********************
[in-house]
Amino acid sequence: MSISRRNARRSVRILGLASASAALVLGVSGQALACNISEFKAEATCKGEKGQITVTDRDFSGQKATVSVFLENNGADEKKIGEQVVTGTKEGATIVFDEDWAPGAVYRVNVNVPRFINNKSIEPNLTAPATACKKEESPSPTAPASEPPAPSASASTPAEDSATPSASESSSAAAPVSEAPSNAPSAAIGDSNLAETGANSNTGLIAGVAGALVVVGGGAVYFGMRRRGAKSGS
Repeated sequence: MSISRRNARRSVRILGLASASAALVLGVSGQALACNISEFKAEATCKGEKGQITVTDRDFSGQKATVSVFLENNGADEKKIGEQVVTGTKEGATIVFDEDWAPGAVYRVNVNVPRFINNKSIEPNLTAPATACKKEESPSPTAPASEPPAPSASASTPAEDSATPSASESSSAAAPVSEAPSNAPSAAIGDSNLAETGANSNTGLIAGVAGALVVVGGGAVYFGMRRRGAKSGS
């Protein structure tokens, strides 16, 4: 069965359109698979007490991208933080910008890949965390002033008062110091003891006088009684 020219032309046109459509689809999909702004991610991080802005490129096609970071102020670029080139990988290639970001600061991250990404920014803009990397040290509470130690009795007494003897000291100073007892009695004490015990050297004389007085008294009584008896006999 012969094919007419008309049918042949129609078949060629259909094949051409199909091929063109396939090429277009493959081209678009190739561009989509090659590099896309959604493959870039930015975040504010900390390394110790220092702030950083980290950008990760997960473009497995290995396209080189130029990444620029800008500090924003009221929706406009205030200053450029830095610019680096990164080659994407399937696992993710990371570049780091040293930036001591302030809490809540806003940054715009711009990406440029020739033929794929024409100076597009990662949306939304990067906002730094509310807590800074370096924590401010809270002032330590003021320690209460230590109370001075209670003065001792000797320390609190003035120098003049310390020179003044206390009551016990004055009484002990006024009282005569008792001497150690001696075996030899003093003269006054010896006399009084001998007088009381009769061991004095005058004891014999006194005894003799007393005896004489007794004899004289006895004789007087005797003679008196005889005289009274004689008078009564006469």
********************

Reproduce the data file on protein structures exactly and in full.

[in-house]
Amino acid sequence: MSISRRNARRSVRILGLASASAALVLGVSGQALACNISEFKAEATCKGEKGQITVTDRDFSGQKATVSVFLENNGADEKKIGEQVVTGTKEGATIVFDEDWAPGAVYRVNVNVPRFINNKSIEPNLTAPATACKKEESPSPTAPASEPPAPSASASTPAEDSATPSASESSSAAAPVSEAPSNAPSAAIGDSNLAETGANSNTGLIAGVAGALVVVGGGAVYFGMRRRGAKSGS
Repeated sequence: MSISRRNARRSVRILGLASASAALVLGVSGQALACNISEFKAEATCKGEKGQITVTDRDFSGQKATVSVFLENNGADEKKIGEQVVTGTKEGATIVFDEDWAPGAVYRVNVNVPRFINNKSIEPNLTAPATACKKEESPSPTAPASEPPAPSASASTPAEDSATPSASESSSAAAPVSEAPSNAPSAAIGDSNLAETGANSNTGLIAGVAGALVVVGGGAVYFGMRRRGAKSGS
């Protein structure tokens, strides 16, 4: 069965359109698979007490991208933080910008890949965390002033008062110091003891006088009684 020219032309046109459509689809999909702004991610991080802005490129096609970071102020670029080139990988290639970001600061991250990404920014803009990397040290509470130690009795007494003897000291100073007892009695004490015990050297004389007085008294009584008896006999 012969094919007419008309049918042949129609078949060629259909094949051409199909091929063109396939090429277009493959081209678009190739561009989509090659590099896309959604493959870039930015975040504010900390390394110790220092702030950083980290950008990760997960473009497995290995396209080189130029990444620029800008500090924003009221929706406009205030200053450029830095610019680096990164080659994407399937696992993710990371570049780091040293930036001591302030809490809540806003940054715009711009990406440029020739033929794929024409100076597009990662949306939304990067906002730094509310807590800074370096924590401010809270002032330590003021320690209460230590109370001075209670003065001792000797320390609190003035120098003049310390020179003044206390009551016990004055009484002990006024009282005569008792001497150690001696075996030899003093003269006054010896006399009084001998007088009381009769061991004095005058004891014999006194005894003799007393005896004489007794004899004289006895004789007087005797003679008196005889005289009274004689008078009564006469």